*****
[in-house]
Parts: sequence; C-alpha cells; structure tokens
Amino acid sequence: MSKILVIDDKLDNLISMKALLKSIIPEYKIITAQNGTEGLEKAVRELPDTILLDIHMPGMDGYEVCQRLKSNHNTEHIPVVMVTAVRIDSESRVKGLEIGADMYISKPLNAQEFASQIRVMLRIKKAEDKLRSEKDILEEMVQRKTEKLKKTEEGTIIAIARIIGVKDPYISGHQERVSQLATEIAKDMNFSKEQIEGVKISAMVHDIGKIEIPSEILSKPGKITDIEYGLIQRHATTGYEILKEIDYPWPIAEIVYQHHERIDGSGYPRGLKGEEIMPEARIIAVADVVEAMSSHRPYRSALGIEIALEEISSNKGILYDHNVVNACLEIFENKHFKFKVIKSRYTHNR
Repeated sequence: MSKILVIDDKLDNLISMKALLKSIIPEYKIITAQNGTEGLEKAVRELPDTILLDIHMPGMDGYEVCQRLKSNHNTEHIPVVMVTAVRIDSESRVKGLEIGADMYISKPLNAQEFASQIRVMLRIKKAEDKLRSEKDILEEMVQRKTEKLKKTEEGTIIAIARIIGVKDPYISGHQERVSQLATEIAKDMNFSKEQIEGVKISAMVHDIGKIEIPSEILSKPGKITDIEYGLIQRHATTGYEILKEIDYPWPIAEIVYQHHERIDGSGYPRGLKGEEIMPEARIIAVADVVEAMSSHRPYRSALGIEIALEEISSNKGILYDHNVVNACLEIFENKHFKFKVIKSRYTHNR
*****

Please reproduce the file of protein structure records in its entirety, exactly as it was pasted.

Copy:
[in-house]
Parts: sequence; C-alpha cells; structure tokens
Amino acid sequence: MSKILVIDDKLDNLISMKALLKSIIPEYKIITAQNGTEGLEKAVRELPDTILLDIHMPGMDGYEVCQRLKSNHNTEHIPVVMVTAVRIDSESRVKGLEIGADMYISKPLNAQEFASQIRVMLRIKKAEDKLRSEKDILEEMVQRKTEKLKKTEEGTIIAIARIIGVKDPYISGHQERVSQLATEIAKDMNFSKEQIEGVKISAMVHDIGKIEIPSEILSKPGKITDIEYGLIQRHATTGYEILKEIDYPWPIAEIVYQHHERIDGSGYPRGLKGEEIMPEARIIAVADVVEAMSSHRPYRSALGIEIALEEISSNKGILYDHNVVNACLEIFENKHFKFKVIKSRYTHNR
Repeated sequence: MSKILVIDDKLDNLISMKALLKSIIPEYKIITAQNGTEGLEKAVRELPDTILLDIHMPGMDGYEVCQRLKSNHNTEHIPVVMVTAVRIDSESRVKGLEIGADMYISKPLNAQEFASQIRVMLRIKKAEDKLRSEKDILEEMVQRKTEKLKKTEEGTIIAIARIIGVKDPYISGHQERVSQLATEIAKDMNFSKEQIEGVKISAMVHDIGKIEIPSEILSKPGKITDIEYGLIQRHATTGYEILKEIDYPWPIAEIVYQHHERIDGSGYPRGLKGEEIMPEARIIAVADVVEAMSSHRPYRSALGIEIALEEISSNKGILYDHNVVNACLEIFENKHFKFKVIKSRYTHNR